I have a new mobile phone number. + (351) 91 7599 990.
To all my friends out there I say Hello. Its been too long for my reports to be on the air and I apologies for the delay.
The last year or so has been very eventful.
Most important for the fishing community is the news that the fish have returned to Madeira. I stuck my neck on the block earlier this year when I predicted that the fish would return in an official publication of the IGFA. Well it has happened. We are seeing a dramatic increase in the number of Big Blues seen and caught. To this date only one fish in the past two years has been killed. This was an accident because the Captain did not understand the principals involved with resuscitation of a spent fish. This actually highlights the importance of this very important procedure. TAKE NOTE secure a line to the nose of the fish and tow it astern at about 50 feet behind the boat slowly, until it revives. Simple as that. The experience will be so rewarding you will want to do it again immediately. My message is to support IGFA and the Billfish Foundation.
As for Madeira. I am at present 10 for 11. I use only one hook rigs and release everything with Billfish Foundation Tags. The one fish I missed was a beast.
The day before I caught two on the day and called the 600 and 650 lb. The one I missed made those two look like a pair of sailfish. It was a beast. Looking back at averages, this is quite correct, One fish out of 10 is over a grand. Same on the Reef back in Oz. One out of ten was over a grand. Averages are very consistent if you pay attention to the figures. The total number of Blue Marlin caught oh hooked this year for the fleet is…
From the IGFA news bulletin here is the direct transcript by Capt Peter Bristow.
NO FISH KILLED IN MADEIRA LAST YEAR.
For the first time on record there were no marlin killed in Madeira during the 2004 season. This is a significant mile stone in the history of Marlin fishing in the Atlantic. This occurred not because there were no fish but because the local Portuguese Captains have now realized the importance of preservation.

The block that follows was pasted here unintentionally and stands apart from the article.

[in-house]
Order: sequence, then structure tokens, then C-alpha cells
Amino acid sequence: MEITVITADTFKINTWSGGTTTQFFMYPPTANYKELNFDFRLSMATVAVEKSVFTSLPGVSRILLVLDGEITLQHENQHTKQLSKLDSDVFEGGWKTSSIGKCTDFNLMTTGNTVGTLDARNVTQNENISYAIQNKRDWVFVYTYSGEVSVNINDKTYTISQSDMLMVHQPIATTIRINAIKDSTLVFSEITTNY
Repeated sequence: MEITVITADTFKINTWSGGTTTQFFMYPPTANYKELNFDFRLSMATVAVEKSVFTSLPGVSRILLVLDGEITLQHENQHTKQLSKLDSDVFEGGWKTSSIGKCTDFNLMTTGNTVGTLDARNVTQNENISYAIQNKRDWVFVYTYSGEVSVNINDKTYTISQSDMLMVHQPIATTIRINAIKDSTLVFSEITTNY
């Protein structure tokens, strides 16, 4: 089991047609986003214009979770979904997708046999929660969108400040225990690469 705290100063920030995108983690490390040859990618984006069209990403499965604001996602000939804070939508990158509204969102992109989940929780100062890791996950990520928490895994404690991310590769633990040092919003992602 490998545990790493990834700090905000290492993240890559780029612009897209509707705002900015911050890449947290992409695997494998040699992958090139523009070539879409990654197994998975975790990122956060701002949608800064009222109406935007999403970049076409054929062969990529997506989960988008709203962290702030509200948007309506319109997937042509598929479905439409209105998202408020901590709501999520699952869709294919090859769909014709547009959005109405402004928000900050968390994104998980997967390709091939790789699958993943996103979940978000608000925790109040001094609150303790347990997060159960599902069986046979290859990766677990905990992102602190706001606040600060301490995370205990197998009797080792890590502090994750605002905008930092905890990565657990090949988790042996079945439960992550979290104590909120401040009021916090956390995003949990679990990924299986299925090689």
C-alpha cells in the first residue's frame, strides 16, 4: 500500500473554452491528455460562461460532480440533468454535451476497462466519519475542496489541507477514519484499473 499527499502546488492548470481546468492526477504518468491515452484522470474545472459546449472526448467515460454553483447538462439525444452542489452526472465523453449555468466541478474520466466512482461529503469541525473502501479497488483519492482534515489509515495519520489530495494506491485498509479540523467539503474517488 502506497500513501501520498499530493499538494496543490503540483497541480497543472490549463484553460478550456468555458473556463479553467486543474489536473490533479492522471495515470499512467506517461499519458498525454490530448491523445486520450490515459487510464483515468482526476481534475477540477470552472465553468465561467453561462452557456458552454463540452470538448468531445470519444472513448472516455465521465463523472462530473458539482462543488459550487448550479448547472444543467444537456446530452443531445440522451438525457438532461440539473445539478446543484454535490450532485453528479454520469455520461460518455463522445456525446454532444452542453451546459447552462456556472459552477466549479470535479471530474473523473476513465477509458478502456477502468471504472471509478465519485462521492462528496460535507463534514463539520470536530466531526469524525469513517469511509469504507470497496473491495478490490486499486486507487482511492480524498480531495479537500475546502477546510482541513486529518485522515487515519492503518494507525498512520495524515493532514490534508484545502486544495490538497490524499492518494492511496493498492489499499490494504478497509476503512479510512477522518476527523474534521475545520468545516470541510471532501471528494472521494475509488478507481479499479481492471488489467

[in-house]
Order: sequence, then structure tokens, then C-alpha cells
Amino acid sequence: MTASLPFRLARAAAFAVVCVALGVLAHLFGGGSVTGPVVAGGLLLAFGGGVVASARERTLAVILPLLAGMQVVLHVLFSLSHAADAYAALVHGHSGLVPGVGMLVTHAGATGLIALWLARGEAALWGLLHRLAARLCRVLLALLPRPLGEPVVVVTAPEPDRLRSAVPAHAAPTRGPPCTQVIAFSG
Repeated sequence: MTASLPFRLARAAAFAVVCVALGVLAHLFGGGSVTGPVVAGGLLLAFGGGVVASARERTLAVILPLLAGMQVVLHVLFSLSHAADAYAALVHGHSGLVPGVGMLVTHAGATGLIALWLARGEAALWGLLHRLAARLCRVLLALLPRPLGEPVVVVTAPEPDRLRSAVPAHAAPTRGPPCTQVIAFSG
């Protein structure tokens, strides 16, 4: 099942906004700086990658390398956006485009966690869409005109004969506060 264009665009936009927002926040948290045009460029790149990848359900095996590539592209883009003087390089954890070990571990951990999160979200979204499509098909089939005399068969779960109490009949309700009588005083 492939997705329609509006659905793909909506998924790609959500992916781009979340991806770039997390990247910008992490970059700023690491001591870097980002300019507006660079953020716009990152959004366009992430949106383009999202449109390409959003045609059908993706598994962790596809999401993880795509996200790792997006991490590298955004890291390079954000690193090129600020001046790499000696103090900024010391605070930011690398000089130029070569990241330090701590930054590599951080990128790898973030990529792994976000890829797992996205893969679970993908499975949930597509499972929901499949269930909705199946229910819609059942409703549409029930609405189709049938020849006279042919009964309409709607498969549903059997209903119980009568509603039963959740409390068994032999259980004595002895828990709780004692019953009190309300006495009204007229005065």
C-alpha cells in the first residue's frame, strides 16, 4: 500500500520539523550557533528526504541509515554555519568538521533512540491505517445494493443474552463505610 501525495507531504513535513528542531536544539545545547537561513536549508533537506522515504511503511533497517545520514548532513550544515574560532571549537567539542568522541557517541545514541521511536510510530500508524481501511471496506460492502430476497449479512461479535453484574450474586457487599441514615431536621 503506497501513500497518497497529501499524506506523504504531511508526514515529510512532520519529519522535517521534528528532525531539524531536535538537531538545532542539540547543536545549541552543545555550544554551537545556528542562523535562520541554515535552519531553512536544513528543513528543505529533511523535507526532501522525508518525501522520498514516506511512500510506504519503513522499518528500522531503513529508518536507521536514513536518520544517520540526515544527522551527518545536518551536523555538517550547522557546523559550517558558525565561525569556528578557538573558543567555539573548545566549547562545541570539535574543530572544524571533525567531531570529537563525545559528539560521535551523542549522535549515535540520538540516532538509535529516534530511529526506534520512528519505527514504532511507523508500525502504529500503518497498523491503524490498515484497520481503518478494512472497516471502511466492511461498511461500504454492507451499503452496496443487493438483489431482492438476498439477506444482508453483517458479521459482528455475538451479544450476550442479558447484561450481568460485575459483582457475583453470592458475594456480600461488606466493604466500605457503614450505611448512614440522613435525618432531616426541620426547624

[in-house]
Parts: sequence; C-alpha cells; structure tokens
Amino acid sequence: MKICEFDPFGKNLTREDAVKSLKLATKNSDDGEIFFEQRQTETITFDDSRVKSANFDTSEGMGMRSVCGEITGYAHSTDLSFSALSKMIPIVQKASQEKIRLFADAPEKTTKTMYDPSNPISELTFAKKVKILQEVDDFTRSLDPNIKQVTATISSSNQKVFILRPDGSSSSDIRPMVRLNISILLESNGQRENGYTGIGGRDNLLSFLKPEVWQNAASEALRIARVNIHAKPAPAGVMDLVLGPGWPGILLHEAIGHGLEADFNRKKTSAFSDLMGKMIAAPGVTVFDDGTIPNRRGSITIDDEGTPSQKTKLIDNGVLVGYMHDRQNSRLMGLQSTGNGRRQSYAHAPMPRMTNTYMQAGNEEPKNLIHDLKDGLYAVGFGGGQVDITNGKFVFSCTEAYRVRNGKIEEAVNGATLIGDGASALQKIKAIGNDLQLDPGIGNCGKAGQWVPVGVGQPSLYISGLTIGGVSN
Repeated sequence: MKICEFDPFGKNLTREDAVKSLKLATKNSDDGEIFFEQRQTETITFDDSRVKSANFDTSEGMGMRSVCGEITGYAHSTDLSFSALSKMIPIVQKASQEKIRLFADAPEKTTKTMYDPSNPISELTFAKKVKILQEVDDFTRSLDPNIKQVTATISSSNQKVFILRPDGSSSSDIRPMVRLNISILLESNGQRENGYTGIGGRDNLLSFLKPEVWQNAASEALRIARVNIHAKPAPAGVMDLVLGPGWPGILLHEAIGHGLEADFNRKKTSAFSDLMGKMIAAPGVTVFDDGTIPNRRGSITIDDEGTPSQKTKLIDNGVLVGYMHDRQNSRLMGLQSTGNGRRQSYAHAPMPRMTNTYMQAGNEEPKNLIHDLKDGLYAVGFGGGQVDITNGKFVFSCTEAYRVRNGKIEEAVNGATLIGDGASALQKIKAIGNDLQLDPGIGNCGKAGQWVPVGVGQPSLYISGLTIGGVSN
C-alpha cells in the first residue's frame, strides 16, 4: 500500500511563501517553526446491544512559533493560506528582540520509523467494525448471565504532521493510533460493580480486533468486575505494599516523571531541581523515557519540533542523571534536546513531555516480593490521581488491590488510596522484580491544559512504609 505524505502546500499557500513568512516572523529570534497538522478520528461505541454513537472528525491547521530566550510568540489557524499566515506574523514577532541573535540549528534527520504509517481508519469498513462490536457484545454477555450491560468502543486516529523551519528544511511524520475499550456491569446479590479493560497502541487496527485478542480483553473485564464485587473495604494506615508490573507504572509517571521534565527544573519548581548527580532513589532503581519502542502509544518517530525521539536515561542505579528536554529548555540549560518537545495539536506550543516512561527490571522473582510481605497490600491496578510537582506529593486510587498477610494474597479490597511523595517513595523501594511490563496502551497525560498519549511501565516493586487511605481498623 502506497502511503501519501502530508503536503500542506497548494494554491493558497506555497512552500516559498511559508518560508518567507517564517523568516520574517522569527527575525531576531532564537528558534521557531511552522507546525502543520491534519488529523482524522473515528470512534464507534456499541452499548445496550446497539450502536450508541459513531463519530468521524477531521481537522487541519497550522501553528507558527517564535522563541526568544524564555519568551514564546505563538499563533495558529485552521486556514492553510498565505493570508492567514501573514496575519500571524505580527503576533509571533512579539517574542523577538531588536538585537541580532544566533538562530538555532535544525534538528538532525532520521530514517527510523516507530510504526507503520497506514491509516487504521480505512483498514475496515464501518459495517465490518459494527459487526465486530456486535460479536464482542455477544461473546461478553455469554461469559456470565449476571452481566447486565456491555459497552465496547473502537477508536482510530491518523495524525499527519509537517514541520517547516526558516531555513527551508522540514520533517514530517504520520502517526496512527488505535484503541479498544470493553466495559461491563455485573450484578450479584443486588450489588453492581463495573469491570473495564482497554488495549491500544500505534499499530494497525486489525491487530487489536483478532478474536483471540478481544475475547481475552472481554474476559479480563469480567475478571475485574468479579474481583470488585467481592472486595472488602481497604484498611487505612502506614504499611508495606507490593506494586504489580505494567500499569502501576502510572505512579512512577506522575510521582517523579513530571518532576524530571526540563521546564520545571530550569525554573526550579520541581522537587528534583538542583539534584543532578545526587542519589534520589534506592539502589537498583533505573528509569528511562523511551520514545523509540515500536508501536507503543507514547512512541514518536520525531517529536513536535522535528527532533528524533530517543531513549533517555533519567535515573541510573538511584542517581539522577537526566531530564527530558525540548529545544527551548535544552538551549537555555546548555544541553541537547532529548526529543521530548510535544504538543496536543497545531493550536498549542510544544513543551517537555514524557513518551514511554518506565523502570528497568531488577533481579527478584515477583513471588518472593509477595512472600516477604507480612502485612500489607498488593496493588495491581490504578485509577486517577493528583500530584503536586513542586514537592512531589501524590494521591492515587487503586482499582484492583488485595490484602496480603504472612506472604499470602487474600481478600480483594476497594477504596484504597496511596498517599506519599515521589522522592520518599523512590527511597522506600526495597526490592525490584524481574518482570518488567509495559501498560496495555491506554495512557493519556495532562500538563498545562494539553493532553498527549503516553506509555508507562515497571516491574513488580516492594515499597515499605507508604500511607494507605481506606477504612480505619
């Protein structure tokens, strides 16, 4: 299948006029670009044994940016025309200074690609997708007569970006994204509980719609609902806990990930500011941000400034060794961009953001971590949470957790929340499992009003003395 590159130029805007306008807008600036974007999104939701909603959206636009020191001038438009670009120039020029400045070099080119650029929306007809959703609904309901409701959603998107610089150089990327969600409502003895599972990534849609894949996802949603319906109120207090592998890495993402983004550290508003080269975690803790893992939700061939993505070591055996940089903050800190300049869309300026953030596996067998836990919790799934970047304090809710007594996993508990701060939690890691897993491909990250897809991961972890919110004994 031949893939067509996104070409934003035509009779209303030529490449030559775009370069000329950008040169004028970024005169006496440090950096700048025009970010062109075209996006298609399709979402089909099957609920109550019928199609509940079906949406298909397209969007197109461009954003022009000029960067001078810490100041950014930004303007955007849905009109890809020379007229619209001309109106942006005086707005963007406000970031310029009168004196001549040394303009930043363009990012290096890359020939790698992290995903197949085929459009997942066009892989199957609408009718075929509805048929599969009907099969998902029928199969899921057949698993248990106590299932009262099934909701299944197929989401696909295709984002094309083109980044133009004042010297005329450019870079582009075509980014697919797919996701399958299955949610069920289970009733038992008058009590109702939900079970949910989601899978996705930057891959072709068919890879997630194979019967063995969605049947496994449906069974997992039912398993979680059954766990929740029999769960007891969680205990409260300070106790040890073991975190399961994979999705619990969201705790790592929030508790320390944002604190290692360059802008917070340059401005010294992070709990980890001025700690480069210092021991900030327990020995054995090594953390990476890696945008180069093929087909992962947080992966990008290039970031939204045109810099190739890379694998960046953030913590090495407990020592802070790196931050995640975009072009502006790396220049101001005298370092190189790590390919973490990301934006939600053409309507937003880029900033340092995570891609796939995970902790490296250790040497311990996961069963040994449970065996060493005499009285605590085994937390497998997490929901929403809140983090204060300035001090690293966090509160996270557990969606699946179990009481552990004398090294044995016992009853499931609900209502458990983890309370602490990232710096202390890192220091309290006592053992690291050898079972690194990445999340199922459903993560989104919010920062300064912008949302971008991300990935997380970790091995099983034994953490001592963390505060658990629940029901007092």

With so many fish during the good years made it acceptable to hang them up and then take them off to the market. It was the same in Cairns during the seventies. If it looked like a grand then put it in the boat. Attitude has changed world wide but some places slower than others.
Madeira has finally come out of the doldrums. The North Atlantic is once again back to a healthy state. When the fishery shut off in 1997 the collapse was so dramatic that it could not have been over fishing or fisheries mismanagement. The reason was simply El Nino or in this case La Nina. Cold sterile water with no form of life in it what so ever. The situation was so bad that even the sea birds were dying. The ocean was littered with dead gulls and shear waters. Dr Frank Zino of Madeira had satellite tracking tags on the Corey’s Shear Waters. He found they were traveling from nearby islands to Mauritania on the West coast of Africa in search of food. This happened during the incubation period so the food source was vital. The birds knew where to find food but it was up to 2000 miles away and a 21 day round trip. The North West coast of Africa suffered the same demise as Madeira. The sail fish and blue marlin once so prolific as far south as Dakar had all but disappeared. The Azores and the Canaries had the same problem.
But it has all changed and the fishery is back. It is to be hoped to see something on the scale of 1995 when the last round of great marlin fishing was at its peak. At that time Madeira was the best the world had ever seen for big Blues. However a word of warning.
Serious fisheries management needs to be addressed in this area.
Just for those who are not familiar with the release of a seemingly dead fish the following should be tried. Attach a rope or line to the bill and tow the fish very slowly some distance behind the boat. It may take up to half an hour to fully revive a big one but it WILL work. The reward is well worth the effort. Please do not release a seemingly dead fish as it has little chance of survival in that state and may well end up as shark fodder.
For further information see SPORTFISHING August 2004 for my detail description of resuscitation and survival of billfish.
Capt Peter Bristow.